The youngest Nobel laureate and her future plans  

Amidst headlines in international newspapers about recent events in Pakistan—of sectarian violence, political instability, and widespread poverty—the country made headlines again last week, but this time with positive news: Malala Yousafzai, the 17-year-old human rights activist, became the youngest person awarded the Nobel Peace Prize. She shared the honor with the Indian activist Kailash Satyarthi, who was also recognized by the Nobel Committee as an advocate for children’s rights and education.

In the words of Karachi-based editor and writer for the Herald, Razeshta Sethna, “Pakistan without its bold and brilliant women is nothing.” In regards to news stories about troubling events in Pakistan, she said “Those so-called bad stories sell more, don’t they? […] Positive stories that show hope, courage, strength don’t make it into the international media as much as they should.”

Yousafzai’s fame began back in 2009 when she wrote an anonymous online diary for the BBC about her experience as a girl living in the Swat Valley under the control of the Pakistani Taliban. When extremists in the region vowed to ban girls from attending school, she became an international spokesperson for female rights, putting her own life in danger. In 2012, Yousafzai was shot by a Taliban gunman as she was seated on a bus on her way to school. Having recovered, she is now finishing her education in Birmingham, England. While the Pakistani army has since taken the Swat Valley from the Taliban, the region still struggles to gain stability.

Similar to her turbulent and challenging battle to advocate for what she believes in, there have been mixed responses to Yousafzai winning the Peace Prize. Many people, such as Zia Uhr Rehman, a Karachi-based journalist who writes for the New York Times, have expressed their pride after having witnessed the prize awarded to a “symbol of the entire society of Swat—and Pakistan—that has struggled against the Taliban and extremists.” Similarly, Lahore resident Aziz Sohail described what she felt as “one of those crazy moments when I feel proud to be from this crazy, messy, ridiculous and complicated nation.”

While Yousafzai has been widely praised by some sections of the Pakistani public as well as by politicians such as Prime Minister Nawaz Shawif, who named her the “pride of Pakistan,” many Pakistanis believe she is a Western agent on a mission to shame her country. Yousafzai’s 2013 book, I Am Malala, was banned in private schools in Pakistan for allegedly not showing enough respect to Islam. At the same time, students in her hometown protested against naming a school after her, suggesting that it would prove a security risk.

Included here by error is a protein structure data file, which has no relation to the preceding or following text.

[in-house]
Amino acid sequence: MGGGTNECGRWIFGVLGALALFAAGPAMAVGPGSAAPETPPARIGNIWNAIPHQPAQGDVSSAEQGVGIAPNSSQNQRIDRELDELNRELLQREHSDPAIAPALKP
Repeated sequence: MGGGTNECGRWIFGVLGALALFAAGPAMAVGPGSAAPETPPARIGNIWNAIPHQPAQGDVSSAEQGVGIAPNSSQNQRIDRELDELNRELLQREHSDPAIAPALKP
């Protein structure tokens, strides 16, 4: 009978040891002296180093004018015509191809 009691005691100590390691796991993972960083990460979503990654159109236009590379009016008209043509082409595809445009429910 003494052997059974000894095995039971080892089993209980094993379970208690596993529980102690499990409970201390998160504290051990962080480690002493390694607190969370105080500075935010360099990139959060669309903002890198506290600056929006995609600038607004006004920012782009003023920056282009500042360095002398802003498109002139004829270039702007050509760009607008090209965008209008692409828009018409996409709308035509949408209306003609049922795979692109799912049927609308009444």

Another concern that has been raised by the media is Yousafzai’s age, and whether she can make a global impact, given she is unable to return to her home country where some revile her. For now Yousafzai is one of the world’s most prominent faces of moderate Islam, the center of an international advocacy operation for girl’s education, and the author of two best-selling books. She remains an open critic of the Taliban and the culture of Pakistan in which women are rarely granted the same rights as men. In regards to wearing burqas, for example, she said in a recent interview, “I realized that it just took away my freedom, and that’s why I stopped wearing it.” Yousafzai has also notably critiqued American military actions in her home country: when she met with US President Obama last year, she told him, “Instead of soldiers, send books. Instead of sending weapons, send pens.”

Yousafzai often expresses her aspiration to become a leader in Pakistan, like one of her heroes, the first female prime minister, Benazir Bhutto. However, her current goal is to focus on attending university at Oxford. In a speech at Birmingham last week, she called the Nobel Peace Prize “an encouragement for me to go forward and believe in myself,” but then added, “though it’s not going to help me in my tests and exams.”